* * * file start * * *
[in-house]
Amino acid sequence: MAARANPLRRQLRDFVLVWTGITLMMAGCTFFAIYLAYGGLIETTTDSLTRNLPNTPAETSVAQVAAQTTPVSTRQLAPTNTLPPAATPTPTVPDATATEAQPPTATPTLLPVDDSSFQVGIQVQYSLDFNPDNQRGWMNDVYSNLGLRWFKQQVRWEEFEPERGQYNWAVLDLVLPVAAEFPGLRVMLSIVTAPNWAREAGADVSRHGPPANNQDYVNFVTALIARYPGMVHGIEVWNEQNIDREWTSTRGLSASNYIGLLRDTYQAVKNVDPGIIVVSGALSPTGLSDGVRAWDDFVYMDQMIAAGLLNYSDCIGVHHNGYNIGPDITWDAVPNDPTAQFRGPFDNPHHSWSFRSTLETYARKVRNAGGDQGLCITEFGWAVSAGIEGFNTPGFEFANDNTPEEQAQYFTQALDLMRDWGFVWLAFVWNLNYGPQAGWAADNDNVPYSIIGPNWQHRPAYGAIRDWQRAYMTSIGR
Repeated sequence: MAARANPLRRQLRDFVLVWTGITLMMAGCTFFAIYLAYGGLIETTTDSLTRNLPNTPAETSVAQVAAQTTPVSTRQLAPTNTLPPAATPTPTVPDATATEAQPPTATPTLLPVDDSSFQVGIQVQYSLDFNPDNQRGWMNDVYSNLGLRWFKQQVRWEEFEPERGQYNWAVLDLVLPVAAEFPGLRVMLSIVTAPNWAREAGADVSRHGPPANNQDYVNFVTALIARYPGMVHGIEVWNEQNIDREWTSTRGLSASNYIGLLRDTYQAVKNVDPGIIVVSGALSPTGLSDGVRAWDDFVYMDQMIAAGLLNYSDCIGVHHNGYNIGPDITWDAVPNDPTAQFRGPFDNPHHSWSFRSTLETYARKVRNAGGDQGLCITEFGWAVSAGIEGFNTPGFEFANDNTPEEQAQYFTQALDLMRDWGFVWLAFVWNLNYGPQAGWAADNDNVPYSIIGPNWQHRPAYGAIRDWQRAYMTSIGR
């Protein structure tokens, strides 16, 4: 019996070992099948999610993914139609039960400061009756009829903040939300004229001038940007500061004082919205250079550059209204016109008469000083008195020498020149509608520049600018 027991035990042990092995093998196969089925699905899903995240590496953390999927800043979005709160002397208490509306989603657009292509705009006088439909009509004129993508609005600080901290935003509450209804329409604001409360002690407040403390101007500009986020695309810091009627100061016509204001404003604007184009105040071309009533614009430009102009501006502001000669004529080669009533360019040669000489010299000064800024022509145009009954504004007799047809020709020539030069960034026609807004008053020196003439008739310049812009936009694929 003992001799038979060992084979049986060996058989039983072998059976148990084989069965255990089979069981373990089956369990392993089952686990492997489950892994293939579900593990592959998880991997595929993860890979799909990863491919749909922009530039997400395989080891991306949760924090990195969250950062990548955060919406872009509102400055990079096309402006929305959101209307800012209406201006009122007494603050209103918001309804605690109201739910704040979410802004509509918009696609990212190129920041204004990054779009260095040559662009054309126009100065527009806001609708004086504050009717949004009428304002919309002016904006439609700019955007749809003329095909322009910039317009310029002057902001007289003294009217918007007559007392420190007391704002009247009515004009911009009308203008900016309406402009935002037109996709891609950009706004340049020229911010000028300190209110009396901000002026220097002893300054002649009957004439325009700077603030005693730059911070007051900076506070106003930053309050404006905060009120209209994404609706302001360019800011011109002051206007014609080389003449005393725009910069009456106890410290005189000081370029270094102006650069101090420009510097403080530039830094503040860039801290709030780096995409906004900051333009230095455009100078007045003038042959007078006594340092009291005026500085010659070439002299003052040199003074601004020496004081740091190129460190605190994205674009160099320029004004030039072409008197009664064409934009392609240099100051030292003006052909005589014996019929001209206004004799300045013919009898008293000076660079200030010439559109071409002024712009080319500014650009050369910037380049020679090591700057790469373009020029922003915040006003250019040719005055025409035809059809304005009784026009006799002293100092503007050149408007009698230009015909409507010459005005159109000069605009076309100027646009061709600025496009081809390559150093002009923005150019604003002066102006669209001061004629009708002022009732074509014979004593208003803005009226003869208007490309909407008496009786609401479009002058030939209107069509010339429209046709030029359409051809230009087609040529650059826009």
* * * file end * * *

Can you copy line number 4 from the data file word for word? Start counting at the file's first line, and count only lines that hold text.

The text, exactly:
């Protein structure tokens, strides 16, 4: 019996070992099948999610993914139609039960400061009756009829903040939300004229001038940007500061004082919205250079550059209204016109008469000083008195020498020149509608520049600018 027991035990042990092995093998196969089925699905899903995240590496953390999927800043979005709160002397208490509306989603657009292509705009006088439909009509004129993508609005600080901290935003509450209804329409604001409360002690407040403390101007500009986020695309810091009627100061016509204001404003604007184009105040071309009533614009430009102009501006502001000669004529080669009533360019040669000489010299000064800024022509145009009954504004007799047809020709020539030069960034026609807004008053020196003439008739310049812009936009694929 003992001799038979060992084979049986060996058989039983072998059976148990084989069965255990089979069981373990089956369990392993089952686990492997489950892994293939579900593990592959998880991997595929993860890979799909990863491919749909922009530039997400395989080891991306949760924090990195969250950062990548955060919406872009509102400055990079096309402006929305959101209307800012209406201006009122007494603050209103918001309804605690109201739910704040979410802004509509918009696609990212190129920041204004990054779009260095040559662009054309126009100065527009806001609708004086504050009717949004009428304002919309002016904006439609700019955007749809003329095909322009910039317009310029002057902001007289003294009217918007007559007392420190007391704002009247009515004009911009009308203008900016309406402009935002037109996709891609950009706004340049020229911010000028300190209110009396901000002026220097002893300054002649009957004439325009700077603030005693730059911070007051900076506070106003930053309050404006905060009120209209994404609706302001360019800011011109002051206007014609080389003449005393725009910069009456106890410290005189000081370029270094102006650069101090420009510097403080530039830094503040860039801290709030780096995409906004900051333009230095455009100078007045003038042959007078006594340092009291005026500085010659070439002299003052040199003074601004020496004081740091190129460190605190994205674009160099320029004004030039072409008197009664064409934009392609240099100051030292003006052909005589014996019929001209206004004799300045013919009898008293000076660079200030010439559109071409002024712009080319500014650009050369910037380049020679090591700057790469373009020029922003915040006003250019040719005055025409035809059809304005009784026009006799002293100092503007050149408007009698230009015909409507010459005005159109000069605009076309100027646009061709600025496009081809390559150093002009923005150019604003002066102006669209001061004629009708002022009732074509014979004593208003803005009226003869208007490309909407008496009786609401479009002058030939209107069509010339429209046709030029359409051809230009087609040529650059826009």